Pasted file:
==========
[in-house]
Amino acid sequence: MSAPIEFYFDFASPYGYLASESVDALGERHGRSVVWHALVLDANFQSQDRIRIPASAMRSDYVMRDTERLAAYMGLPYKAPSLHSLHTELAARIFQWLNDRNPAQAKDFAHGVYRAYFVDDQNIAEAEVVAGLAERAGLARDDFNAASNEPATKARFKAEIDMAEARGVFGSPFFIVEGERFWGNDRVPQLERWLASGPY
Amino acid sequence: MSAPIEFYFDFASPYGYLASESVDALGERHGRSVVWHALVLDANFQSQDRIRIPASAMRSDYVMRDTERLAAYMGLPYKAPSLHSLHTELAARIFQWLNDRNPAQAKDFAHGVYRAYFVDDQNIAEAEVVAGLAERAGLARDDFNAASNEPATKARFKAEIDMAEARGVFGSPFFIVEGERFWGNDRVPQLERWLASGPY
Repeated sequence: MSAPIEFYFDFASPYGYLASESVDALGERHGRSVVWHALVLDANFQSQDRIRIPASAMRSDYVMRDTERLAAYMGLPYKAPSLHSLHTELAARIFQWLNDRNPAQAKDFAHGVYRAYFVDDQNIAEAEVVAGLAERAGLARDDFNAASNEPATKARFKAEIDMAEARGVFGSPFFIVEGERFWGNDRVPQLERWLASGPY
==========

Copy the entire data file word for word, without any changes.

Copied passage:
[in-house]
Amino acid sequence: MSAPIEFYFDFASPYGYLASESVDALGERHGRSVVWHALVLDANFQSQDRIRIPASAMRSDYVMRDTERLAAYMGLPYKAPSLHSLHTELAARIFQWLNDRNPAQAKDFAHGVYRAYFVDDQNIAEAEVVAGLAERAGLARDDFNAASNEPATKARFKAEIDMAEARGVFGSPFFIVEGERFWGNDRVPQLERWLASGPY
Amino acid sequence: MSAPIEFYFDFASPYGYLASESVDALGERHGRSVVWHALVLDANFQSQDRIRIPASAMRSDYVMRDTERLAAYMGLPYKAPSLHSLHTELAARIFQWLNDRNPAQAKDFAHGVYRAYFVDDQNIAEAEVVAGLAERAGLARDDFNAASNEPATKARFKAEIDMAEARGVFGSPFFIVEGERFWGNDRVPQLERWLASGPY
Repeated sequence: MSAPIEFYFDFASPYGYLASESVDALGERHGRSVVWHALVLDANFQSQDRIRIPASAMRSDYVMRDTERLAAYMGLPYKAPSLHSLHTELAARIFQWLNDRNPAQAKDFAHGVYRAYFVDDQNIAEAEVVAGLAERAGLARDDFNAASNEPATKARFKAEIDMAEARGVFGSPFFIVEGERFWGNDRVPQLERWLASGPY